Driving While Brown, in Arizona

Driving While Brown, in Arizona


He was stopped by Joe Arpaio, in his car, for being brown.   (1)

The sheriff told him, “Prove that I should let you stay in town.

And prove to me that you belong here in the USA

Or boy, I’ll have you on a bus and gone from here today.”


The brown man looked right at the cop and gave a pleasant smile.

He said, “To tell my story’s gonna take a little while.

My people walked from Asia fifteen thousand years ago.

They were the very first so we’ve no entry stamp to show.”


“They filled the continent clear down to Argentina’s tip,

It took us several thousand years, on foot, that’s quite a trip.

When first my people came they saw the giant mammoths roam

And now the mammoths are extinct but this is still our home.


“We were the Anasazi, and the Navajos, and Utes,

The Mayans and the Aztecs, all these seeds grew into roots.

Our folks were here when Coronado and Cortes came through,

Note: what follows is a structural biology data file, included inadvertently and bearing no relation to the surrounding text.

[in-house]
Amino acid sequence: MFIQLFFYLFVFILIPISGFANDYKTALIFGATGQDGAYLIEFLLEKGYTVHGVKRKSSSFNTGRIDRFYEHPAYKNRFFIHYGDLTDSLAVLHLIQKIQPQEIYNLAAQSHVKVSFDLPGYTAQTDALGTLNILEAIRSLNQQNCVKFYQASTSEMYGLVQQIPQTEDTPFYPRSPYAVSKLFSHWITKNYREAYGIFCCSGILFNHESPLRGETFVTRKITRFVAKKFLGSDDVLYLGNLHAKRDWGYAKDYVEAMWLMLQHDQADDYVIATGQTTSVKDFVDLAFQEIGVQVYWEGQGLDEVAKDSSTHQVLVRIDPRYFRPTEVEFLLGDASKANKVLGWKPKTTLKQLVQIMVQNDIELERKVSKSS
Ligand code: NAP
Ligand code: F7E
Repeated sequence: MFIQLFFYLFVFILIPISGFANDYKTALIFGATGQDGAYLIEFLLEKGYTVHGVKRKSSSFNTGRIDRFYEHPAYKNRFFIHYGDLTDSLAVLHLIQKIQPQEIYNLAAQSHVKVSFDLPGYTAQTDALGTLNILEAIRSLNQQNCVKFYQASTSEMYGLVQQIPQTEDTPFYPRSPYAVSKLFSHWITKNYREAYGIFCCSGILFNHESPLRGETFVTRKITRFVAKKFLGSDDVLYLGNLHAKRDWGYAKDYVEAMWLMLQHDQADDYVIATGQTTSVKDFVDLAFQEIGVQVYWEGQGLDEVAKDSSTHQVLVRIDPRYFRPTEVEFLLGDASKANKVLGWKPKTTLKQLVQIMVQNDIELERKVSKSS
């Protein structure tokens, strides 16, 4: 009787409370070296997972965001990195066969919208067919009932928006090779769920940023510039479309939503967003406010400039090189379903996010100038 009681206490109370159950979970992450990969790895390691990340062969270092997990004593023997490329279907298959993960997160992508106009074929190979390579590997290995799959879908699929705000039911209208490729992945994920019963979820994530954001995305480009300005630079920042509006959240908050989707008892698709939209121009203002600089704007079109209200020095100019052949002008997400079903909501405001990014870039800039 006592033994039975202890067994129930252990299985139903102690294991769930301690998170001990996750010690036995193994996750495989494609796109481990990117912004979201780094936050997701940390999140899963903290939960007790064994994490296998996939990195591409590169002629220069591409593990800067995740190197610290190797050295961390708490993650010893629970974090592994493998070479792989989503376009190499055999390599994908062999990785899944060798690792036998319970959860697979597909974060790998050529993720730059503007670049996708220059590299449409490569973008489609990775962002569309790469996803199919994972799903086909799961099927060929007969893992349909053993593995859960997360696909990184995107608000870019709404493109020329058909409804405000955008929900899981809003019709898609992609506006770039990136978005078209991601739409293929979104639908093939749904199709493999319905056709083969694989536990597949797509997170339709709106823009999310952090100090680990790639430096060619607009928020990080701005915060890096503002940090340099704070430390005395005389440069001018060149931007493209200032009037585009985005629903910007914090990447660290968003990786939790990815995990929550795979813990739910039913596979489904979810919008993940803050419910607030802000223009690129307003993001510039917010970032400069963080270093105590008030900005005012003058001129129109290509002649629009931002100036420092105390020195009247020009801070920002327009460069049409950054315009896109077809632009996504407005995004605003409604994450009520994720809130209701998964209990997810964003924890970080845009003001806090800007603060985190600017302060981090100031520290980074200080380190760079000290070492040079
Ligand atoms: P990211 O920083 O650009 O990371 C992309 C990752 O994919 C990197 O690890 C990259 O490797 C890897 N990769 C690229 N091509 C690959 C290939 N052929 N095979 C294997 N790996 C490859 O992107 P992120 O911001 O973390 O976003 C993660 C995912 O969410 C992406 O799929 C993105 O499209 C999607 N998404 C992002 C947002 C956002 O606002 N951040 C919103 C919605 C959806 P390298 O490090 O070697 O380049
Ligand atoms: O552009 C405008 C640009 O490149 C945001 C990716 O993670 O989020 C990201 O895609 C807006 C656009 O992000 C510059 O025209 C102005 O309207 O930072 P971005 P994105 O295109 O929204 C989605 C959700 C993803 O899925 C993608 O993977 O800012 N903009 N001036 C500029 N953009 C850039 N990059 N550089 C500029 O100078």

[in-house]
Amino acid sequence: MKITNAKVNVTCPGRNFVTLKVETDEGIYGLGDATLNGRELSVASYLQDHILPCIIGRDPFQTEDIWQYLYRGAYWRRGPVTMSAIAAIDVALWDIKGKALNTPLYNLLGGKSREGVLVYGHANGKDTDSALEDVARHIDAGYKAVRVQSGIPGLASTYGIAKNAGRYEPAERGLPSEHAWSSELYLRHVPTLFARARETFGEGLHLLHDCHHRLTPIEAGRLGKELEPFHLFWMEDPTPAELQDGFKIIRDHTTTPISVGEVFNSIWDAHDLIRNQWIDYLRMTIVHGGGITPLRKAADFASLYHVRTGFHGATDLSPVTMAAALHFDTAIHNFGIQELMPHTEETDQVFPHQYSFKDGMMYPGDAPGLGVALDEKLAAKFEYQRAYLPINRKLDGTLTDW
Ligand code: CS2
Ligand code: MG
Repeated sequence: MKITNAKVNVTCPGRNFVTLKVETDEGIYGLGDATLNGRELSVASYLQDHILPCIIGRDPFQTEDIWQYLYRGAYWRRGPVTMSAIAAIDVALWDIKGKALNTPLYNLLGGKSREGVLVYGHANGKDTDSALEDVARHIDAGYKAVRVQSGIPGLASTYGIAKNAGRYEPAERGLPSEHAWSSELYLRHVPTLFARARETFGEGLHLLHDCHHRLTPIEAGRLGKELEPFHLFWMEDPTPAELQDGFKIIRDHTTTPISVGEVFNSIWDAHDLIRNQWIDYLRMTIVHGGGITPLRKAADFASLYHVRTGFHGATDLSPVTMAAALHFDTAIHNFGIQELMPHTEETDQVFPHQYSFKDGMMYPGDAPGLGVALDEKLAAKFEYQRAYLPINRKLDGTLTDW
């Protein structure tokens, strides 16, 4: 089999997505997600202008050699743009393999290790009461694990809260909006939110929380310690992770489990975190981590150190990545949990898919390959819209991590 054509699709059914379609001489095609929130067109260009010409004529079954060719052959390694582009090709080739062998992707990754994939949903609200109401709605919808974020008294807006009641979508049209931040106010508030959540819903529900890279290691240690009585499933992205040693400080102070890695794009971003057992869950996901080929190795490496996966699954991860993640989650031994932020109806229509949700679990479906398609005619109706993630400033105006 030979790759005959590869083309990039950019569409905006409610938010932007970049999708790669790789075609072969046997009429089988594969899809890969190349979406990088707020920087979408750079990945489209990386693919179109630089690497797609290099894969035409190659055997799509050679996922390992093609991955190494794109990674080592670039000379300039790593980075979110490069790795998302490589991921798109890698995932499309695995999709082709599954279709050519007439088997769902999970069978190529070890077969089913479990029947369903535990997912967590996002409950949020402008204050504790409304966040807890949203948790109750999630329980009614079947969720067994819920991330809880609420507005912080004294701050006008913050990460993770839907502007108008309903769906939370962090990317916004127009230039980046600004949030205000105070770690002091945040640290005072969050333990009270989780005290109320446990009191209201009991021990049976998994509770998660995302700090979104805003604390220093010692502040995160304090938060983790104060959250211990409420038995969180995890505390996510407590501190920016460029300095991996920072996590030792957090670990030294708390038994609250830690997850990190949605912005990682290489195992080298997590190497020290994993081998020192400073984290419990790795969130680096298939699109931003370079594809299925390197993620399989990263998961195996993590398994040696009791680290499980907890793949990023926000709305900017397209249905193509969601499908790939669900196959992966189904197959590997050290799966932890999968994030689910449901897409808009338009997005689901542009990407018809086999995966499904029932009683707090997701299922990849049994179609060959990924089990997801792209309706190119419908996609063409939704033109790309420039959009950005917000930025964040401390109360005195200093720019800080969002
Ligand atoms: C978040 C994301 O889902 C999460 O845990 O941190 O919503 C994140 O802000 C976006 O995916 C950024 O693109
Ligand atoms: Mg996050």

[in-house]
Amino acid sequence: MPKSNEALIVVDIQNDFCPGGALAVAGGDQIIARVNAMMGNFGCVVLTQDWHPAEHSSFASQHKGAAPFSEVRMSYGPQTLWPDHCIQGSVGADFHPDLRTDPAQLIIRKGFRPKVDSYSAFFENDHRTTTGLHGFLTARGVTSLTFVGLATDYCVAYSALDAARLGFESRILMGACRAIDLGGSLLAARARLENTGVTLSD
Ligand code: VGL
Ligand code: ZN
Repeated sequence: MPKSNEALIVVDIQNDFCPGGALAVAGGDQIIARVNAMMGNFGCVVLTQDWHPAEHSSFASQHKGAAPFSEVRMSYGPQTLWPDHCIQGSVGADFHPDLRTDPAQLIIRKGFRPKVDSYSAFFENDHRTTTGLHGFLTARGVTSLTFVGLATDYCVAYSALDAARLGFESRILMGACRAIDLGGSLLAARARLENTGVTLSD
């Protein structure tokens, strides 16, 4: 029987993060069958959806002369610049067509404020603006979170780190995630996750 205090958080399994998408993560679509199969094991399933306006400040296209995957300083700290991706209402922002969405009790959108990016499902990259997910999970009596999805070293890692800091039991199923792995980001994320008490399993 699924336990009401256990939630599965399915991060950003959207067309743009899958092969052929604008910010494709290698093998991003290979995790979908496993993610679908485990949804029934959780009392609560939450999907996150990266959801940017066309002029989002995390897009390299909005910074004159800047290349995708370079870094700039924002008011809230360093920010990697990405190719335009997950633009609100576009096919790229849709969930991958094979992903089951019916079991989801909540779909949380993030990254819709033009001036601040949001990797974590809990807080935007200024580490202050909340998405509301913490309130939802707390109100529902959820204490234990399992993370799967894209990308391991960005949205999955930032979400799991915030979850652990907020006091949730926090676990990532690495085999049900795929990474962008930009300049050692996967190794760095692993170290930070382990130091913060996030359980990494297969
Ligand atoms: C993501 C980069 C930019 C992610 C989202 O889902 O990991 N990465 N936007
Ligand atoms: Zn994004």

And here before the English and the French arrived and grew.”


“And here when Captain Lewis and Lieutenant Clark came west,

And here when thousands more came out to occupy the rest.

And finally when we learned that you had come to take it all,

We fought you ‘til there wasn’t anybody left to fall.”


“Your troops were just too many and our people were too few

But we fought for our homeland.  Don’t you think that you would too?

And though you stole this land, we won some battles on the way.

The date grandpa shot Custer down we celebrate today.”    (June 25, 1876)


“You sent us smallpox blankets and you slaughtered buffalo

And we survived conquistadores down in Mexico.

And now you’ve passed some laws that say we brown folks don’t belong

And there shall be no amnesty, but what’s the greater wrong–”


“The native children, women, men, your soldiers starved and slew—

Or folks who waded ‘cross a rio to grow food for you?

Well, we’ll survive your bigotry, no matter what you do,

We’ve been here fifteen thousand years.  Now tell me, who are you?”


Stephen Baird, April, 2010-June, 2018


  • Sheriff Joe Arpaio was convicted in federal court of defying a court order to stop racial profiling in his arrests. He was pardoned by President Trump in 2018.